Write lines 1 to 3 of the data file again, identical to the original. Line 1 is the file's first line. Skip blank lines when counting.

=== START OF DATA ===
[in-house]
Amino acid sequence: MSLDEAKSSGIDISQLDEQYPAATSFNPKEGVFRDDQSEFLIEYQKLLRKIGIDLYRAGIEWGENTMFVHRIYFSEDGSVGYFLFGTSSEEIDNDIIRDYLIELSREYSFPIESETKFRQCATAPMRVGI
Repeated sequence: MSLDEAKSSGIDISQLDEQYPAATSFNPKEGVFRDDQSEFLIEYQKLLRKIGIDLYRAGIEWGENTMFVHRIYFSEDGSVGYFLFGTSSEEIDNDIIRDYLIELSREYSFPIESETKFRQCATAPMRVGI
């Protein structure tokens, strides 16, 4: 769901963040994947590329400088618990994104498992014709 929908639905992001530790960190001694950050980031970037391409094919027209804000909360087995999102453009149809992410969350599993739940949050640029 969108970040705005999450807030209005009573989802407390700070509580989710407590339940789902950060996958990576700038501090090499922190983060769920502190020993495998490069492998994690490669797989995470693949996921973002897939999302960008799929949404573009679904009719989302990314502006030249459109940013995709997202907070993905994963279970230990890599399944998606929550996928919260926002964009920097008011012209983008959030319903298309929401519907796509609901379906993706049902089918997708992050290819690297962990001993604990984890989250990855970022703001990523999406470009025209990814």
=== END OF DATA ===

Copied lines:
[in-house]
Amino acid sequence: MSLDEAKSSGIDISQLDEQYPAATSFNPKEGVFRDDQSEFLIEYQKLLRKIGIDLYRAGIEWGENTMFVHRIYFSEDGSVGYFLFGTSSEEIDNDIIRDYLIELSREYSFPIESETKFRQCATAPMRVGI
Repeated sequence: MSLDEAKSSGIDISQLDEQYPAATSFNPKEGVFRDDQSEFLIEYQKLLRKIGIDLYRAGIEWGENTMFVHRIYFSEDGSVGYFLFGTSSEEIDNDIIRDYLIELSREYSFPIESETKFRQCATAPMRVGI